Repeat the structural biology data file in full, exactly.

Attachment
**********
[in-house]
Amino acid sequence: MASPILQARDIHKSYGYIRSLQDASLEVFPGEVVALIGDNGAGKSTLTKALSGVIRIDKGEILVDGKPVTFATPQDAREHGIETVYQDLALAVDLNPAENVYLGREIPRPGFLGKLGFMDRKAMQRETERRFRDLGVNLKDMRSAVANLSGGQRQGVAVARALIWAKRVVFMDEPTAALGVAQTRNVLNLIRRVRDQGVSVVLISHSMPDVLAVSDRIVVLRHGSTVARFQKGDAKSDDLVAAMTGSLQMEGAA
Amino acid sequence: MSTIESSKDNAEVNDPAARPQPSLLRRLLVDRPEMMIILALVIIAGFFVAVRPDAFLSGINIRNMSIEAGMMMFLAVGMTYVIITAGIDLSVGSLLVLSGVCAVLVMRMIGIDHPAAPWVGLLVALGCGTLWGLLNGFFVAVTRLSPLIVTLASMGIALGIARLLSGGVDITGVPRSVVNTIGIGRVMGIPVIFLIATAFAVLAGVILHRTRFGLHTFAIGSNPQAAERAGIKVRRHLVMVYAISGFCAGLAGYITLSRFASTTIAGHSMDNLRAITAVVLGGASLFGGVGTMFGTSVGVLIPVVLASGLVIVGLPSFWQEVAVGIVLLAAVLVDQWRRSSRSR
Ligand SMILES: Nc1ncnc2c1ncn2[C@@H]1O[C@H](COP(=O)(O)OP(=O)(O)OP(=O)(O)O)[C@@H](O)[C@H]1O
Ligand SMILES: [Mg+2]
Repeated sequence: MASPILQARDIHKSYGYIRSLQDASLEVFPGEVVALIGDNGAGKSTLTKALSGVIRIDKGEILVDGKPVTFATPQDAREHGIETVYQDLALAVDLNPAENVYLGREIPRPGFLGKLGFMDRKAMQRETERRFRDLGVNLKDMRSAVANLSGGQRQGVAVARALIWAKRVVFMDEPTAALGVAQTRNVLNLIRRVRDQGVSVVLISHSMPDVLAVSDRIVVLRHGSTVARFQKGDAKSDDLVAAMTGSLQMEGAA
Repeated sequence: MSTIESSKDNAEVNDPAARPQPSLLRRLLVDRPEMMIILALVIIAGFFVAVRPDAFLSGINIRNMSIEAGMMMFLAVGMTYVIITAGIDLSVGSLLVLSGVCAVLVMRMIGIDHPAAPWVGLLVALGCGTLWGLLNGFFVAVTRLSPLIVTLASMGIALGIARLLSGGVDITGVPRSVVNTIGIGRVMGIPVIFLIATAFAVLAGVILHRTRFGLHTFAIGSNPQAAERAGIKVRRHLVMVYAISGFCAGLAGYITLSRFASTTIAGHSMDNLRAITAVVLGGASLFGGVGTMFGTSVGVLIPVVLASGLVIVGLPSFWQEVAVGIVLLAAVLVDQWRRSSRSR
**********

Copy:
[in-house]
Amino acid sequence: MASPILQARDIHKSYGYIRSLQDASLEVFPGEVVALIGDNGAGKSTLTKALSGVIRIDKGEILVDGKPVTFATPQDAREHGIETVYQDLALAVDLNPAENVYLGREIPRPGFLGKLGFMDRKAMQRETERRFRDLGVNLKDMRSAVANLSGGQRQGVAVARALIWAKRVVFMDEPTAALGVAQTRNVLNLIRRVRDQGVSVVLISHSMPDVLAVSDRIVVLRHGSTVARFQKGDAKSDDLVAAMTGSLQMEGAA
Amino acid sequence: MSTIESSKDNAEVNDPAARPQPSLLRRLLVDRPEMMIILALVIIAGFFVAVRPDAFLSGINIRNMSIEAGMMMFLAVGMTYVIITAGIDLSVGSLLVLSGVCAVLVMRMIGIDHPAAPWVGLLVALGCGTLWGLLNGFFVAVTRLSPLIVTLASMGIALGIARLLSGGVDITGVPRSVVNTIGIGRVMGIPVIFLIATAFAVLAGVILHRTRFGLHTFAIGSNPQAAERAGIKVRRHLVMVYAISGFCAGLAGYITLSRFASTTIAGHSMDNLRAITAVVLGGASLFGGVGTMFGTSVGVLIPVVLASGLVIVGLPSFWQEVAVGIVLLAAVLVDQWRRSSRSR
Ligand SMILES: Nc1ncnc2c1ncn2[C@@H]1O[C@H](COP(=O)(O)OP(=O)(O)OP(=O)(O)O)[C@@H](O)[C@H]1O
Ligand SMILES: [Mg+2]
Repeated sequence: MASPILQARDIHKSYGYIRSLQDASLEVFPGEVVALIGDNGAGKSTLTKALSGVIRIDKGEILVDGKPVTFATPQDAREHGIETVYQDLALAVDLNPAENVYLGREIPRPGFLGKLGFMDRKAMQRETERRFRDLGVNLKDMRSAVANLSGGQRQGVAVARALIWAKRVVFMDEPTAALGVAQTRNVLNLIRRVRDQGVSVVLISHSMPDVLAVSDRIVVLRHGSTVARFQKGDAKSDDLVAAMTGSLQMEGAA
Repeated sequence: MSTIESSKDNAEVNDPAARPQPSLLRRLLVDRPEMMIILALVIIAGFFVAVRPDAFLSGINIRNMSIEAGMMMFLAVGMTYVIITAGIDLSVGSLLVLSGVCAVLVMRMIGIDHPAAPWVGLLVALGCGTLWGLLNGFFVAVTRLSPLIVTLASMGIALGIARLLSGGVDITGVPRSVVNTIGIGRVMGIPVIFLIATAFAVLAGVILHRTRFGLHTFAIGSNPQAAERAGIKVRRHLVMVYAISGFCAGLAGYITLSRFASTTIAGHSMDNLRAITAVVLGGASLFGGVGTMFGTSVGVLIPVVLASGLVIVGLPSFWQEVAVGIVLLAAVLVDQWRRSSRSR